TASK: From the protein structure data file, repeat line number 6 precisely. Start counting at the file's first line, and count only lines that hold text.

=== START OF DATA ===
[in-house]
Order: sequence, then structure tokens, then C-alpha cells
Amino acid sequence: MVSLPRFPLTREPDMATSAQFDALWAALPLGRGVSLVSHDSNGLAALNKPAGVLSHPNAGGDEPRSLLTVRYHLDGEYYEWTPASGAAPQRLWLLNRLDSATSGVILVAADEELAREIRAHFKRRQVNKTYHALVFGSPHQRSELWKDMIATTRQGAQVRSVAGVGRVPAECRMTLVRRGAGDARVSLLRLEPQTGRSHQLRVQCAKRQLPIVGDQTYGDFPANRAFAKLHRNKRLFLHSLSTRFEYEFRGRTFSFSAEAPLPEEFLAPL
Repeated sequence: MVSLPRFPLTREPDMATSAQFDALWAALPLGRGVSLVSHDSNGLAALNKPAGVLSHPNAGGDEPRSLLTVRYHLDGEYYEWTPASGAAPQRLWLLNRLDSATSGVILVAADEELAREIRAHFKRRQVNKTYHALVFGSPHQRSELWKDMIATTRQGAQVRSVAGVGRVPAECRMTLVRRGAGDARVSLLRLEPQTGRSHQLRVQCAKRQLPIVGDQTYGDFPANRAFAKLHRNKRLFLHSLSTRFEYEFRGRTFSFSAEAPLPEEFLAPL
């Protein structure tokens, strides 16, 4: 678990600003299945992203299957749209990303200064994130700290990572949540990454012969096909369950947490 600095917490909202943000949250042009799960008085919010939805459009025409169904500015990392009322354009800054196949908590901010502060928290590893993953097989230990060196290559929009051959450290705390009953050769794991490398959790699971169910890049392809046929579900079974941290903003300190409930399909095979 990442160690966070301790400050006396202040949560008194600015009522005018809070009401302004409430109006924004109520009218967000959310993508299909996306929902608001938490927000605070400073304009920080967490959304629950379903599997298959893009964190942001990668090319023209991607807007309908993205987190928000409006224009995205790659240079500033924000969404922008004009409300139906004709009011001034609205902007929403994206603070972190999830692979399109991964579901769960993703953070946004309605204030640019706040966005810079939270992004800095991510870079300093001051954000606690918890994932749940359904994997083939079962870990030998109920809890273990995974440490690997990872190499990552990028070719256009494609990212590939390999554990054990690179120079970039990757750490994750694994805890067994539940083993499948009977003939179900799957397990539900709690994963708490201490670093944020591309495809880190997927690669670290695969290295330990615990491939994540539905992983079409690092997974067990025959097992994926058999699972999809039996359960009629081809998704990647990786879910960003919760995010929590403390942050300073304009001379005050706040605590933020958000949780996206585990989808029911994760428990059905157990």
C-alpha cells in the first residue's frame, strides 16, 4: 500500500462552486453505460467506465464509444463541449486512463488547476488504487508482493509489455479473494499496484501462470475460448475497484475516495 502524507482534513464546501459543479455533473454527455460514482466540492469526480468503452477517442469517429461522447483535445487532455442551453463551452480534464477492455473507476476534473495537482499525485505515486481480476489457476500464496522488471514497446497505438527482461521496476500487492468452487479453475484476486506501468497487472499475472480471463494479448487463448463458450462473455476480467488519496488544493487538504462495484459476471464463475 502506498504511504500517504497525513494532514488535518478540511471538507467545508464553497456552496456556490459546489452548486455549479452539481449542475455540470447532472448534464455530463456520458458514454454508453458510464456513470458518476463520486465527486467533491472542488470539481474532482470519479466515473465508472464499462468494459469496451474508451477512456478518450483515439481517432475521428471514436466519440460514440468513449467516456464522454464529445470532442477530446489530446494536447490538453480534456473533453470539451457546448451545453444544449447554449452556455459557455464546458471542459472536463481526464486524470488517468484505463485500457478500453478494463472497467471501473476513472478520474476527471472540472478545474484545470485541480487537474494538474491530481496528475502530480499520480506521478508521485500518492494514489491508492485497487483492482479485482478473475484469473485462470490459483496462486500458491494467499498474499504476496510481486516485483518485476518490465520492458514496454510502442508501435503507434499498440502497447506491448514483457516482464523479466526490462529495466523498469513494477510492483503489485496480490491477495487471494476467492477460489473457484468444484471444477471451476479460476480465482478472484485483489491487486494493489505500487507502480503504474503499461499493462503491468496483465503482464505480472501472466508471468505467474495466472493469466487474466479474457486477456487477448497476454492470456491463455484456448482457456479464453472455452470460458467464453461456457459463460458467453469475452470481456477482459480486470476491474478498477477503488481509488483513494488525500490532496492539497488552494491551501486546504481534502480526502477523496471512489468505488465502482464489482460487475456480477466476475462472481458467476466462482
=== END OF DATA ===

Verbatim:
C-alpha cells in the first residue's frame, strides 16, 4: 500500500462552486453505460467506465464509444463541449486512463488547476488504487508482493509489455479473494499496484501462470475460448475497484475516495 502524507482534513464546501459543479455533473454527455460514482466540492469526480468503452477517442469517429461522447483535445487532455442551453463551452480534464477492455473507476476534473495537482499525485505515486481480476489457476500464496522488471514497446497505438527482461521496476500487492468452487479453475484476486506501468497487472499475472480471463494479448487463448463458450462473455476480467488519496488544493487538504462495484459476471464463475 502506498504511504500517504497525513494532514488535518478540511471538507467545508464553497456552496456556490459546489452548486455549479452539481449542475455540470447532472448534464455530463456520458458514454454508453458510464456513470458518476463520486465527486467533491472542488470539481474532482470519479466515473465508472464499462468494459469496451474508451477512456478518450483515439481517432475521428471514436466519440460514440468513449467516456464522454464529445470532442477530446489530446494536447490538453480534456473533453470539451457546448451545453444544449447554449452556455459557455464546458471542459472536463481526464486524470488517468484505463485500457478500453478494463472497467471501473476513472478520474476527471472540472478545474484545470485541480487537474494538474491530481496528475502530480499520480506521478508521485500518492494514489491508492485497487483492482479485482478473475484469473485462470490459483496462486500458491494467499498474499504476496510481486516485483518485476518490465520492458514496454510502442508501435503507434499498440502497447506491448514483457516482464523479466526490462529495466523498469513494477510492483503489485496480490491477495487471494476467492477460489473457484468444484471444477471451476479460476480465482478472484485483489491487486494493489505500487507502480503504474503499461499493462503491468496483465503482464505480472501472466508471468505467474495466472493469466487474466479474457486477456487477448497476454492470456491463455484456448482457456479464453472455452470460458467464453461456457459463460458467453469475452470481456477482459480486470476491474478498477477503488481509488483513494488525500490532496492539497488552494491551501486546504481534502480526502477523496471512489468505488465502482464489482460487475456480477466476475462472481458467476466462482